Ridley Scott’s 1982 cyberpunk neo-noir thriller ‘Blade Runner’ is considered to be one of the greatest sci-fi movies of all time, a thought-provoking meditation on what it means to be human set in the rain-drenched neon-lit dystopia of 2019 Los Angeles. As the film’s protagonist, Harrison Ford’s Rick Deckard is a hard-boiled bounty hunter in the mold of Sam Spade and Philip Marlowe, an android-hunter who ended up falling for one. As far as replicants go, he could do much worse than the femme fatale Rachael (Sean Young).
35 years later, acclaimed director Denis Villeneuve (‘Sicario,’ ‘Arrival’) continues the BR saga 30 years after the original with ‘Blade Runner 2049.’ While diehard BR geeks still debate to this day as to whether Rick Deckard is a replicant himself, there is no ambiguity in BR2049 that Ryan Gosling’s “K” (Unit KD9-3.7 to be exact) represents the latest in cutting-edge replicant technology, a model that’s fully obedient to his human masters and poses no danger of joining a replicant freedom movement like his rebellious Nexus-6 predecessors. As an unrepentant blade runner himself, K’s journey of self discovery in BR2049 also (like Deckard) made him question authority and seek redemption as he slowly unravels the juicy mystery central to the movie’s plot.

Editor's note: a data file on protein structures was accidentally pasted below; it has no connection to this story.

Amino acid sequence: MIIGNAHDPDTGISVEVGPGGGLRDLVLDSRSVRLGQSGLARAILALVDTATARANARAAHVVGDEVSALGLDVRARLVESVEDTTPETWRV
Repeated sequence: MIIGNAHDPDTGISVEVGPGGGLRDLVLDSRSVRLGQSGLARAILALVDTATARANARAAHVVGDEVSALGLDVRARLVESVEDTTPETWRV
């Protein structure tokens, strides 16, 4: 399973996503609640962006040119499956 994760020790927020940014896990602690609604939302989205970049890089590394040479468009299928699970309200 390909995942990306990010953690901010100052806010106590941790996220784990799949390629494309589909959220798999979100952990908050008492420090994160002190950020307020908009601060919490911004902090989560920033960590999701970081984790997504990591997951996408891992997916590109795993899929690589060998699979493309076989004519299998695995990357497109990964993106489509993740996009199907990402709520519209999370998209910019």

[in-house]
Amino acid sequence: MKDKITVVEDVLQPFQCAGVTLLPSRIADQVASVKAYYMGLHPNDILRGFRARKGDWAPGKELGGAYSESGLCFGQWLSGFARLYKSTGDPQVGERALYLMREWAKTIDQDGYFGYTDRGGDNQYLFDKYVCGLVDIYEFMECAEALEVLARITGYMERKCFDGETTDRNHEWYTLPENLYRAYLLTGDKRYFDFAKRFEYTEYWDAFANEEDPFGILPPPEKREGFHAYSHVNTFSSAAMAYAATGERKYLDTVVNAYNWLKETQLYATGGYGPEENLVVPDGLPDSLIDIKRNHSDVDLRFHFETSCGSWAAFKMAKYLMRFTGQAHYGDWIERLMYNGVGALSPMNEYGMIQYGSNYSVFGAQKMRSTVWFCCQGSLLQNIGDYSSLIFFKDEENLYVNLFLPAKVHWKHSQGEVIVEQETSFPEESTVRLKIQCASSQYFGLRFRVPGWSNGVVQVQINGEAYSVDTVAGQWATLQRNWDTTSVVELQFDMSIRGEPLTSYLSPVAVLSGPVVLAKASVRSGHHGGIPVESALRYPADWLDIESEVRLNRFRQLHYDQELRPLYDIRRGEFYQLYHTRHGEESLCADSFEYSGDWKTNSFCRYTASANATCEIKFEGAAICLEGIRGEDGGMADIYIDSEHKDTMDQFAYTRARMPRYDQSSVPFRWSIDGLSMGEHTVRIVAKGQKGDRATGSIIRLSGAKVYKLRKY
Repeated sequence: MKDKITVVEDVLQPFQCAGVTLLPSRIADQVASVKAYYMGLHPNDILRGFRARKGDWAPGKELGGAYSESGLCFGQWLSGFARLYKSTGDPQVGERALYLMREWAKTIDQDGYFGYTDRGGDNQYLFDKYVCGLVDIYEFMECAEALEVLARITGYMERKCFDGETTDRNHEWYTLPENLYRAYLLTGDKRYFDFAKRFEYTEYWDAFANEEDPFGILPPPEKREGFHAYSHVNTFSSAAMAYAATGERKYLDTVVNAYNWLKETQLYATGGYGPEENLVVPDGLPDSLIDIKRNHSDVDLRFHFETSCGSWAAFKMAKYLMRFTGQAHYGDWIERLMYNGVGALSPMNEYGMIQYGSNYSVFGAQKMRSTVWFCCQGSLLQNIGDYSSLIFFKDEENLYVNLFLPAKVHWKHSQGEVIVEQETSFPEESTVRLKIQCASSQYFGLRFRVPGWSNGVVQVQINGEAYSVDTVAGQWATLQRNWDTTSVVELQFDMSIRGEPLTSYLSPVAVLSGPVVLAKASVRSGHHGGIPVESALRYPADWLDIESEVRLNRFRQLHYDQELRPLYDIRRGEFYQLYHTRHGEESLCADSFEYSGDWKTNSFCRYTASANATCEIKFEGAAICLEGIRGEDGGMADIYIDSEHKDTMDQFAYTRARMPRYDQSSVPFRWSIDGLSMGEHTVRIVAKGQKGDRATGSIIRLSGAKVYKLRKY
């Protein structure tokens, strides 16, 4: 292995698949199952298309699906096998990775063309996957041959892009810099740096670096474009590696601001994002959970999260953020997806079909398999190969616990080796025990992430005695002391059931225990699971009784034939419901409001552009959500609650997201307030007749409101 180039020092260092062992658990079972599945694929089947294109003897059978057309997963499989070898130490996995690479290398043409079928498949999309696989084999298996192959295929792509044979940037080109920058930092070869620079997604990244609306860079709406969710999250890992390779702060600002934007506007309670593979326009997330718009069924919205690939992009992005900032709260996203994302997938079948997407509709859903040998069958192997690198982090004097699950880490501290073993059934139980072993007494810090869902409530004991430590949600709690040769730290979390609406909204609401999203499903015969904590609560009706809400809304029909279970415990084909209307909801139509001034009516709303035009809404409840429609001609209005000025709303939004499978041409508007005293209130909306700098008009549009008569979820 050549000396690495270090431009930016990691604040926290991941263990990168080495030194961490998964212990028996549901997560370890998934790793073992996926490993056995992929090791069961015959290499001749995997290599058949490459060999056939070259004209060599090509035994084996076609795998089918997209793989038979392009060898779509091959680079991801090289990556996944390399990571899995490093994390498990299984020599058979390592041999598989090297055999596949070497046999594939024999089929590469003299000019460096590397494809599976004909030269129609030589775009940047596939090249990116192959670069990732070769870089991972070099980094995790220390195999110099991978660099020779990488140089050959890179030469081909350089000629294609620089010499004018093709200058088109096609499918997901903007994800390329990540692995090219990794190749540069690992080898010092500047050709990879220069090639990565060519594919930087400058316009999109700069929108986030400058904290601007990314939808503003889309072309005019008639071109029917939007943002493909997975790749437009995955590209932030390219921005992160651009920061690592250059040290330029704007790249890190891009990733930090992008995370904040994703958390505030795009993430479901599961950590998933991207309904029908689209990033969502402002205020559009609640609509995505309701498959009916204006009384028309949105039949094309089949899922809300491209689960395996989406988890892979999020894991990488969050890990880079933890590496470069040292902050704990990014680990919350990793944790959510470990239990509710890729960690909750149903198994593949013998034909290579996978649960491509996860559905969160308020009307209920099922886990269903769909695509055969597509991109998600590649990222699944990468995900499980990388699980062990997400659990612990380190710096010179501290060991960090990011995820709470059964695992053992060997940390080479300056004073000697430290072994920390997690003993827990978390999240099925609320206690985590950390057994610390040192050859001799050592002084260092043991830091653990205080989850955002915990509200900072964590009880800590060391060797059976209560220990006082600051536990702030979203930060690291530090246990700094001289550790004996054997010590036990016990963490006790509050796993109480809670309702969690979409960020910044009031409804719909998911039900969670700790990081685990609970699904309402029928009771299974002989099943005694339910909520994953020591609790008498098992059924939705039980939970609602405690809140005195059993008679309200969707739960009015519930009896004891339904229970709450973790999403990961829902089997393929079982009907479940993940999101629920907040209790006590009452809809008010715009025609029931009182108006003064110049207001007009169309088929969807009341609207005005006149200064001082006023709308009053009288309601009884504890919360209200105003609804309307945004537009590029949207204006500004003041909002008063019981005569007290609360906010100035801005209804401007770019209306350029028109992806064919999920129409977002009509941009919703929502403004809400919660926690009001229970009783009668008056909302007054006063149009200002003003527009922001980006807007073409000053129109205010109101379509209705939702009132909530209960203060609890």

Complex, visually stylish and deeply satisfying to genre fans, BR2049 is a worthy follow‑up to the 1982 original. When you think that Philip K. Dick couldn’t have written the story any better, the screenwriters (in this case Hampton Fancher and Michael Green) must have done something right. BR2049 sucks us in with its compelling and slowly unfolding plot, intricate world‑building and future tech (including flying cars and cool holograms) and never lets up, making the 163-minute movie seemingly not so long at all.